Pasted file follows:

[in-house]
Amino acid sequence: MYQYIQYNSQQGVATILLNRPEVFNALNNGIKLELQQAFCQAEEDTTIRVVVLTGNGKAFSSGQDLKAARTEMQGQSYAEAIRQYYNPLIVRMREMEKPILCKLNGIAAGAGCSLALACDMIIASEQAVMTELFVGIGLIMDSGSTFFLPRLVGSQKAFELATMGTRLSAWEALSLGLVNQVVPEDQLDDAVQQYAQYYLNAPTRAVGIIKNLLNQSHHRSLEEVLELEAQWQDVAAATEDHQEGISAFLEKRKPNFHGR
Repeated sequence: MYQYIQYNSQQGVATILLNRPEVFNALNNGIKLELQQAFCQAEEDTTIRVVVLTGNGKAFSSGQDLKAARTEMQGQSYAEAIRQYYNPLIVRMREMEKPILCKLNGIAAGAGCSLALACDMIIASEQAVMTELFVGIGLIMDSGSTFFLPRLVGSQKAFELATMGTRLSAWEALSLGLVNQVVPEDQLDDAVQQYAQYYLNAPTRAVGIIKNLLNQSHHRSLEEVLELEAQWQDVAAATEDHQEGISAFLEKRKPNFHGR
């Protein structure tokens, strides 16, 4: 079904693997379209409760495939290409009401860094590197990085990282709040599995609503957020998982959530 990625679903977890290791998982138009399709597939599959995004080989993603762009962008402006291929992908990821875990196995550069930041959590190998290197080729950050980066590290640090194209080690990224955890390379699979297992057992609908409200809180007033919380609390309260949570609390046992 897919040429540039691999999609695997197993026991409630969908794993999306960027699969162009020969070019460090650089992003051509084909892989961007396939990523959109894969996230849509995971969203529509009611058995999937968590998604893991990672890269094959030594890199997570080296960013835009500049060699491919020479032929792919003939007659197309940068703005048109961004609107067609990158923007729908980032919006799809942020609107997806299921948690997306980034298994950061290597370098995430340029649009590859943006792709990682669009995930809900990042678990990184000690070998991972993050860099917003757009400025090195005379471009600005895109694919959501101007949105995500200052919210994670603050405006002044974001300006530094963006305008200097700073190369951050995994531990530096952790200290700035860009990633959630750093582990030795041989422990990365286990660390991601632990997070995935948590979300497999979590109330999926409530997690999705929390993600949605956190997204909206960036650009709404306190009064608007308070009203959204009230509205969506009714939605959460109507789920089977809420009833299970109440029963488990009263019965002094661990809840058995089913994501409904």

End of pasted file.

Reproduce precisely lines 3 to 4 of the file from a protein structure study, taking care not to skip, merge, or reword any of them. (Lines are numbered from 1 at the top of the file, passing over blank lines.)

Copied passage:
Repeated sequence: MYQYIQYNSQQGVATILLNRPEVFNALNNGIKLELQQAFCQAEEDTTIRVVVLTGNGKAFSSGQDLKAARTEMQGQSYAEAIRQYYNPLIVRMREMEKPILCKLNGIAAGAGCSLALACDMIIASEQAVMTELFVGIGLIMDSGSTFFLPRLVGSQKAFELATMGTRLSAWEALSLGLVNQVVPEDQLDDAVQQYAQYYLNAPTRAVGIIKNLLNQSHHRSLEEVLELEAQWQDVAAATEDHQEGISAFLEKRKPNFHGR
């Protein structure tokens, strides 16, 4: 079904693997379209409760495939290409009401860094590197990085990282709040599995609503957020998982959530 990625679903977890290791998982138009399709597939599959995004080989993603762009962008402006291929992908990821875990196995550069930041959590190998290197080729950050980066590290640090194209080690990224955890390379699979297992057992609908409200809180007033919380609390309260949570609390046992 897919040429540039691999999609695997197993026991409630969908794993999306960027699969162009020969070019460090650089992003051509084909892989961007396939990523959109894969996230849509995971969203529509009611058995999937968590998604893991990672890269094959030594890199997570080296960013835009500049060699491919020479032929792919003939007659197309940068703005048109961004609107067609990158923007729908980032919006799809942020609107997806299921948690997306980034298994950061290597370098995430340029649009590859943006792709990682669009995930809900990042678990990184000690070998991972993050860099917003757009400025090195005379471009600005895109694919959501101007949105995500200052919210994670603050405006002044974001300006530094963006305008200097700073190369951050995994531990530096952790200290700035860009990633959630750093582990030795041989422990990365286990660390991601632990997070995935948590979300497999979590109330999926409530997690999705929390993600949605956190997204909206960036650009709404306190009064608007308070009203959204009230509205969506009714939605959460109507789920089977809420009833299970109440029963488990009263019965002094661990809840058995089913994501409904």